Desimone has never been a fan of match play determining the NCAA winner. Sure, last year at Riviera, there was a No. 1 vs. No. 2 final, the matchup everyone wanted to see, and Texas prevailed on the final hole in an epic match. But two years ago, Oklahoma State was the No. 1 team in the country, a winner eight times during the regular season, and the Cowboys didn’t even make the final.

“No team has had the success we’ve had this year,” Desimone said. “But we know what’s in front of us now.”

It guarantees little in this unpredictable format, of course, but Cal has also enjoyed success at this year’s NCAA venue, a big, brawny course that isn’t ideal for match play. One coach said that unless the tees are moved around to create some excitement, this year’s championship could be a “grind of monumental proportions.”

That style of play would seem to suit Cal, which has arguably the longest hitter in college golf in Hagy, as well as two other boppers, Max Homa and Weaver. Their length puts pressure on their opponents, especially if the rough is long and gnarly, as it was during the NCAA Preview last September. Cal and UCLA shared team honors during that event, and the low individual score after 54 holes was 2 under.

“You have to bring your A game across the board or it’s over,” Desimone said.

OK, so if not Cal, then whom?

New Mexico is one of the few teams that has beaten Cal, head to head, and has the power to contend at Capital City Club. North Florida resembles the Augusta State teams that went back to back in 2010 and ’11. Washington has Ben Hogan Award winner Chris Williams at the top of the lineup.

But the best bet is the Alabama Crimson Tide, whose triumvirate of 2012 Player of the Year Justin Thomas, Cory Whitsett and Bobby Wyatt is arguably the strongest 1-2-3 in the country. That trio combined for five wins and 20 top 10s this season.

All three players were part of last year’s NCAA finals team, the one that pushed Texas to the 18th hole at Riviera before finally succumbing.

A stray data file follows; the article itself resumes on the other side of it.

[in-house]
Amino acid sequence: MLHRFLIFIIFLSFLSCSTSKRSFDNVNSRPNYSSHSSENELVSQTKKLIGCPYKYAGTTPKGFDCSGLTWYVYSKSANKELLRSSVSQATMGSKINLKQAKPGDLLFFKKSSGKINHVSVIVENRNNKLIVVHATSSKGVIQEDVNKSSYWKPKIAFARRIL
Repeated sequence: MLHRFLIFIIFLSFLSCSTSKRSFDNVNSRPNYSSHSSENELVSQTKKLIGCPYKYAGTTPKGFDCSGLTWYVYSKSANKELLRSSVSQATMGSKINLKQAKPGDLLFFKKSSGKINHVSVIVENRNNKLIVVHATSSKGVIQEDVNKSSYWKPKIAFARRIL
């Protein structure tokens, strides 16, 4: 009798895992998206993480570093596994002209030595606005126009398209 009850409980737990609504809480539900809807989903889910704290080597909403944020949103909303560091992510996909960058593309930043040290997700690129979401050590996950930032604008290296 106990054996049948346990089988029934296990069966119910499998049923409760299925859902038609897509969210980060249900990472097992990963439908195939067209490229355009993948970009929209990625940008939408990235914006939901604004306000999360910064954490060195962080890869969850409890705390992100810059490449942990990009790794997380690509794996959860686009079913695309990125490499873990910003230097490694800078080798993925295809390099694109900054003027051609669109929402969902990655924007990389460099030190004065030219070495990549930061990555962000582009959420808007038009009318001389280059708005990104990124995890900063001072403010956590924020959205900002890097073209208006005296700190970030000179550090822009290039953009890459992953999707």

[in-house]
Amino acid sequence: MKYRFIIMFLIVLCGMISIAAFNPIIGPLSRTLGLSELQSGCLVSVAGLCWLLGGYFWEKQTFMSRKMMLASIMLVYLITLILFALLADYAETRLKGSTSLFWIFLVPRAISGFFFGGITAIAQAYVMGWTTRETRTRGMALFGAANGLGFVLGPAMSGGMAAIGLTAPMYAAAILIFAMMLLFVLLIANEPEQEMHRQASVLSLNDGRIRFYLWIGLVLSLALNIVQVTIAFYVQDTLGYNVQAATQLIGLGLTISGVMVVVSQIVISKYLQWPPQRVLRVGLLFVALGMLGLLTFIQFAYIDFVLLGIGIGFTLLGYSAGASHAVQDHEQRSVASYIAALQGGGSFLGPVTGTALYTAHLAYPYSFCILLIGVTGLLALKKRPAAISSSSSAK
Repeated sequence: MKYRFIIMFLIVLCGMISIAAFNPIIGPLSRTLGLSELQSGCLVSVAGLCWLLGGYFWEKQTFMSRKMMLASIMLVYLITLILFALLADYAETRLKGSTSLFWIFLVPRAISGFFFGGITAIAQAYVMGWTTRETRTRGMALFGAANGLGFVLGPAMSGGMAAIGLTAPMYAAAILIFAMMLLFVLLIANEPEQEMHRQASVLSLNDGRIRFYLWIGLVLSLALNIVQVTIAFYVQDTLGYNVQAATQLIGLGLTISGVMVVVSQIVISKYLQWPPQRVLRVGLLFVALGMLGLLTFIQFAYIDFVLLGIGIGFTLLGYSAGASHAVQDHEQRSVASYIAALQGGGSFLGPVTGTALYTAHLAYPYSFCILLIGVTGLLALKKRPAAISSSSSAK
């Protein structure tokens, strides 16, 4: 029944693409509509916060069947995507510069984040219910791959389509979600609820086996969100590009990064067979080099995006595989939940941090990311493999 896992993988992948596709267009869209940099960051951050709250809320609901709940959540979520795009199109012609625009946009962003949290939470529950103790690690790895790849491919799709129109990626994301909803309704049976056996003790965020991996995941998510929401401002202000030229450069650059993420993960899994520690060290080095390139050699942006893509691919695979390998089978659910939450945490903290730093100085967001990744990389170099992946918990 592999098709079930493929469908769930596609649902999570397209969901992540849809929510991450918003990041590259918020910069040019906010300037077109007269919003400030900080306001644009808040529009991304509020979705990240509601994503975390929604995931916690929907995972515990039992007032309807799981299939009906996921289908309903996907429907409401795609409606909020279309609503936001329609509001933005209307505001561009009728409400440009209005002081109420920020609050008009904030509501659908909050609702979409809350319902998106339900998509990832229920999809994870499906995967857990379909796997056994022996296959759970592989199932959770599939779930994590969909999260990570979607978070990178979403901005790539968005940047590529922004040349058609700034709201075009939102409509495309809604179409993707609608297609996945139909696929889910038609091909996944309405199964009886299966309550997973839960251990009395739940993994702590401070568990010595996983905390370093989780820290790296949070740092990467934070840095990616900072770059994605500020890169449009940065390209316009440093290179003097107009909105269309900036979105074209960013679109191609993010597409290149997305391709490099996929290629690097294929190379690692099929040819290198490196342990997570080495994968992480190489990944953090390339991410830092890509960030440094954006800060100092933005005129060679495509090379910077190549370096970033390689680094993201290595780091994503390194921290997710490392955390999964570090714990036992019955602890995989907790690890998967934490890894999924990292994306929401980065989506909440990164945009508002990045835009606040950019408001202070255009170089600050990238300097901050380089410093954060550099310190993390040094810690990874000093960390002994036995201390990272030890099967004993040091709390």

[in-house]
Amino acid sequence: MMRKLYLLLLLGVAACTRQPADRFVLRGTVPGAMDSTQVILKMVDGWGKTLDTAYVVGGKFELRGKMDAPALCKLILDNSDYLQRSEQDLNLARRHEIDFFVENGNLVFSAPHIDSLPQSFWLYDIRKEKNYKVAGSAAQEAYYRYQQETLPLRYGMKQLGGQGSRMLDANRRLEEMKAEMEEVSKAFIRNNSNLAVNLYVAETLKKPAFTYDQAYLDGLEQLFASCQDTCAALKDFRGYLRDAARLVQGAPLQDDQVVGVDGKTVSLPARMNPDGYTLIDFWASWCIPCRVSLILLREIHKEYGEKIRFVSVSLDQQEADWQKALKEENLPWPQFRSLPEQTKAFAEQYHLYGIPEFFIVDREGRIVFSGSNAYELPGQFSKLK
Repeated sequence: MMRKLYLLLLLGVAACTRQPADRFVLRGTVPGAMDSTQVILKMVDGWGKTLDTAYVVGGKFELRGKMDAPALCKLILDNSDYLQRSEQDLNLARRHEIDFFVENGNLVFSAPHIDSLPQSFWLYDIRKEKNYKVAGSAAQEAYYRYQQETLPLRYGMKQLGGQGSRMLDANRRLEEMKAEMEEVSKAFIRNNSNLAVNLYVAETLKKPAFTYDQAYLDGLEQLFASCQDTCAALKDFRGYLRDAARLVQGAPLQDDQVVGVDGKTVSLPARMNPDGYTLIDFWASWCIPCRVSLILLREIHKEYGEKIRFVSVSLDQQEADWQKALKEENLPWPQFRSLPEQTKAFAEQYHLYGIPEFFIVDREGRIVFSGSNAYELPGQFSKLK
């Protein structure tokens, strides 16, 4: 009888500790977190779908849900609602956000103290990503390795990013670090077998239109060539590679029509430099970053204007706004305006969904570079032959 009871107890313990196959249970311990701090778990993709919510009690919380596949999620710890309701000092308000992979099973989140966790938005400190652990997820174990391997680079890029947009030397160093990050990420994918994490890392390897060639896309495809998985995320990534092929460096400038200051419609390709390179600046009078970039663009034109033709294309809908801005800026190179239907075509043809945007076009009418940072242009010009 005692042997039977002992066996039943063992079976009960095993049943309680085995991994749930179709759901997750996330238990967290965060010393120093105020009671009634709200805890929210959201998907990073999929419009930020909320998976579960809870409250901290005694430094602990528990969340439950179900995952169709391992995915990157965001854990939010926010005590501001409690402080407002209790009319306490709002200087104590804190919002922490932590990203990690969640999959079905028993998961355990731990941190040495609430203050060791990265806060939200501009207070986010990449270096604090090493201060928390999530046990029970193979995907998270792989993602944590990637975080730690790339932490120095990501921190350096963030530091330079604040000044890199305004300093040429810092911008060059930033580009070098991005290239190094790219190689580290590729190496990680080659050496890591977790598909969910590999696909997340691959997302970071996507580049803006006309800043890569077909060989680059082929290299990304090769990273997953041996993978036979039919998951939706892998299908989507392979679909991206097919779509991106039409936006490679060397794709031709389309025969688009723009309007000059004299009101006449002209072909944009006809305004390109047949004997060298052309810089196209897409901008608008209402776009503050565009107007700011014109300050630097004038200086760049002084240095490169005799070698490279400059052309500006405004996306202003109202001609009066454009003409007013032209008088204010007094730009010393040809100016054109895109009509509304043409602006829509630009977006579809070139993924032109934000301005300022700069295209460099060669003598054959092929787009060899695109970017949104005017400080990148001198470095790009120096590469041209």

The core is intact, yes, but the team is missing 2012 graduate Hunter Hamrick, whose bulldog personality helped shape the Tide. Much like last year, however, this team is the undisputed No. 2 in the country, steamrolling into NCAAs having won six of its seven spring starts. They’re a “quietly confident bunch,” said head coach Jay Seawell. And more importantly, they are driven by last year’s near miss.

“Everyone has something that makes them want to climb a mountain,” Seawell said. “I do believe somewhere inside all of our guys that’s in there. I’d be lying if I said it’s not inside of me also.”

Which team did Alabama defeat in last year’s semifinals? Ironically, it was Cal, which came within two lip-outs of advancing. The Golden Bears returned four starters from a year ago and added Weaver, who was coming off a redshirt season.

With strong play from those two teams – and, it seems, a bit of good luck – we’ll see another No. 1 vs. No. 2 showdown come Sunday.

“That’s been our motivation from the moment we lost,” Desimone said. “Everything we did pointed toward winning a championship this year. Is it possible that we’ll get it? Yes. But it’s possible that we’ll fall short, too. And it’ll be as bitter as it can get.”

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Snedeker still in front on Day 3 of suspended Wyndham

By Associated PressAugust 18, 2018, 11:21 pm

GREENSBORO, N.C. - Brandt Snedeker held a three-stroke lead Saturday in the Wyndham Championship when the third round was suspended because of severe weather.

Snedeker was 16 under for the tournament with 11 holes left in the round at the final event of the PGA Tour's regular season.

Brian Gay was 13 under through 12 holes, and Trey Mullinax, Keith Mitchell, C.T. Pan and D.A. Points were another stroke back at varying stages of their rounds.

Thirty players were still on the course when play was halted during the mid-afternoon with thunder booming and a threat of lightning. After a 3-hour, 23-minute delay, organizers chose to hold things up overnight and resume the round at 8 a.m. Sunday.